Although many sales people are effective at solving the problem, their efforts could be improved. Here is a four-step process that will help you turn an irate customer into a raving fan.
Listen to the Complaint
Sounds simple, right?
In my experience, most people don’t fully listen to the person who is complaining. When someone starts venting on us, our natural instinct is to defend ourselves, explain why the problem happened and jump to offering a solution.
However, until the customer is finished expressing their frustration, it can be difficult for them to accept a solution. To effectively resolve a problem, it is important to allow the other person to vent and carefully listen to them. Resist the temptation to quickly offer a solution.
Empathize with the Customer
Empathy is act of verbally demonstrating that you understand, respect or appreciate the other person’s situation or perspective and it is one of the most powerful tools when dealing with upset customers.
It sounds like this, “Mr. Jones, I understand how frustrating this is for you; I would be upset too if my order was delayed this long.”
This approach often diffuses the hostility and helps you and the customer get focused and on track.
Apologize to the Customer
Another powerful act is to actually take the time to apologize for the situation. The mistake or problem may not be your fault but apologizing goes a long way in making the customer feel that you care about their situation.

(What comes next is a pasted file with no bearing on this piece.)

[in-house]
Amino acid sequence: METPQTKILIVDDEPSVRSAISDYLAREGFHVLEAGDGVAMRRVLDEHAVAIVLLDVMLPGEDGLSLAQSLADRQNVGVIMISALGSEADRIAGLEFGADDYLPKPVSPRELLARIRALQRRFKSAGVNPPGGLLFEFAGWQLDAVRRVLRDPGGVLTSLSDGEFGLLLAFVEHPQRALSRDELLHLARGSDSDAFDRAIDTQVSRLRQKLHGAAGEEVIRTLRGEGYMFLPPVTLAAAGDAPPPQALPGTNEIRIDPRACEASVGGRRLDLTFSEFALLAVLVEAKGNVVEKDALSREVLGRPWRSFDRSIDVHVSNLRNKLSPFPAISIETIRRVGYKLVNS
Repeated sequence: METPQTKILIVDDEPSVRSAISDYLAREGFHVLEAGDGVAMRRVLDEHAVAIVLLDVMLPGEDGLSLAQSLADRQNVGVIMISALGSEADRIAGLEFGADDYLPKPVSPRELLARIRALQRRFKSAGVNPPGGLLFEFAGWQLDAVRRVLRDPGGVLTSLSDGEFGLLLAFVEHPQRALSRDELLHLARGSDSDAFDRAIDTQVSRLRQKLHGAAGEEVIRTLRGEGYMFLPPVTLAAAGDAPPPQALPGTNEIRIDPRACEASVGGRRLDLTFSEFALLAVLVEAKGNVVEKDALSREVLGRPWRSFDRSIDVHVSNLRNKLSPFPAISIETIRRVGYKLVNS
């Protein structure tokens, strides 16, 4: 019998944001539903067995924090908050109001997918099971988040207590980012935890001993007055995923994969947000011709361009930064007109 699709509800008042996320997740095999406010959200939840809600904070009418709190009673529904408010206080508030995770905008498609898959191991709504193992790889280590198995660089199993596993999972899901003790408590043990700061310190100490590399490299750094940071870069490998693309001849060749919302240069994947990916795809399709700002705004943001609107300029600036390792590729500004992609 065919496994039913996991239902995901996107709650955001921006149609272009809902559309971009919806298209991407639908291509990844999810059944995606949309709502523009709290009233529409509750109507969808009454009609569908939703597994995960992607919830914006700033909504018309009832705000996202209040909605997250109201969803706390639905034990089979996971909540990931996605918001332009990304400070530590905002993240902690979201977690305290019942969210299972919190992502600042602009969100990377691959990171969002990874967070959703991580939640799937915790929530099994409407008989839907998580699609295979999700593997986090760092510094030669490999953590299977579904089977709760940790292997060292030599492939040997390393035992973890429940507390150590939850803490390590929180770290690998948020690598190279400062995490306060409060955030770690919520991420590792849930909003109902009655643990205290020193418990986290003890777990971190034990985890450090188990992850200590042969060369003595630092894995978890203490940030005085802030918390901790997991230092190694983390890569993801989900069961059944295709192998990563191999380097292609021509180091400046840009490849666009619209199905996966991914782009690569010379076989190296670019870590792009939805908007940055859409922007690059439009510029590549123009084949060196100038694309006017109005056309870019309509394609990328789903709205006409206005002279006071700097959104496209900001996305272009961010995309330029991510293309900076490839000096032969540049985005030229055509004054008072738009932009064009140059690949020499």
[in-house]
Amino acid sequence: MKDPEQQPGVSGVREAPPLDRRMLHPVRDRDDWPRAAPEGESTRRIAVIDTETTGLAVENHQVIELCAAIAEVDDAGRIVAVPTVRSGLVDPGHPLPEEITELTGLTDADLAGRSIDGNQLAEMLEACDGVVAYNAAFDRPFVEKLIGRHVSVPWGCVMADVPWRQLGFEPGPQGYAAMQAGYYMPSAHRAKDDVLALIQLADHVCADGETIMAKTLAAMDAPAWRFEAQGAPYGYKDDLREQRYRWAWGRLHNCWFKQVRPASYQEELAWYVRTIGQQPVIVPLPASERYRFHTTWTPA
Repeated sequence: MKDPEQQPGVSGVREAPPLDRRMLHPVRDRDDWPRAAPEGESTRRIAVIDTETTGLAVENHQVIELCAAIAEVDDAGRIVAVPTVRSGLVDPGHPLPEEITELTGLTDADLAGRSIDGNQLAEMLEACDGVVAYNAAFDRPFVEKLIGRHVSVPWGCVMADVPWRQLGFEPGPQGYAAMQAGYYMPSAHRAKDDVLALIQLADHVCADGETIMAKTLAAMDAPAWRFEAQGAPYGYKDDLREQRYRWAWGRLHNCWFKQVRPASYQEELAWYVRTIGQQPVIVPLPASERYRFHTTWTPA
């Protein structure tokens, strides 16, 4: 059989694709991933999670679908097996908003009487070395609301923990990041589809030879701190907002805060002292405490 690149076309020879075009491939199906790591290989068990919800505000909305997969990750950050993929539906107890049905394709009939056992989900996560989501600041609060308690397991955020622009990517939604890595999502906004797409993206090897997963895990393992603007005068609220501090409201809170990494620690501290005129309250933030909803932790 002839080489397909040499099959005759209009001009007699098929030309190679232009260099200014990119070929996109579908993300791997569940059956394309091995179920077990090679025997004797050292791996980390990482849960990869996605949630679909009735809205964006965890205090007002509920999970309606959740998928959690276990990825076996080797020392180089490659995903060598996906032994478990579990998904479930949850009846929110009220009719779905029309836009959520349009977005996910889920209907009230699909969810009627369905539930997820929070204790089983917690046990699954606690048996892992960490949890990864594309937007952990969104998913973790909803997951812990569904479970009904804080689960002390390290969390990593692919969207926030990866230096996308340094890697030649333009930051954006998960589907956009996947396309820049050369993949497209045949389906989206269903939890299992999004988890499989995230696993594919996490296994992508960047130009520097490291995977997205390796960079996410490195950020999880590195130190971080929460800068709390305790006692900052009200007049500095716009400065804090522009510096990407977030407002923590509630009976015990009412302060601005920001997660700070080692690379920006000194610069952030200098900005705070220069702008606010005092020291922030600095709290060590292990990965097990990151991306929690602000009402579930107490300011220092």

“I sincerely apologize for the inconvenience this has caused you.”
It may sound like a simple concept but I am constantly surprised how few people take the time to apologize for the problem.
Resolve the Problem
The last step is to actually resolve the problem. Resist the temptation to skip through the first three steps because they help deal with the emotional aspect of the situation and they help everyone move forward.
Customer complaints can be gifts. They can identify problems and when effectively handled and resolved can go a long way to helping you increase your sales and improve customer loyalty.
Could your team use some help dealing with difficult customers? Give me a shout and we can discuss the best way to help you achieve this. 905-633-7750.
Yesterday I was crossing the Canada/US border enroute to work with a new client. The custom’s officer asked typical questions such as “What’s your citizenship?” “Do you have any food or alcohol?” along with a few others. Then, as she handed me my passport, she asked, “What else would you like to add?”
A dozen thoughts ran through my head before I smiled and said, “It’s a great day isn’t it?” We exchanged a few more pleasantries and I headed toward the interstate.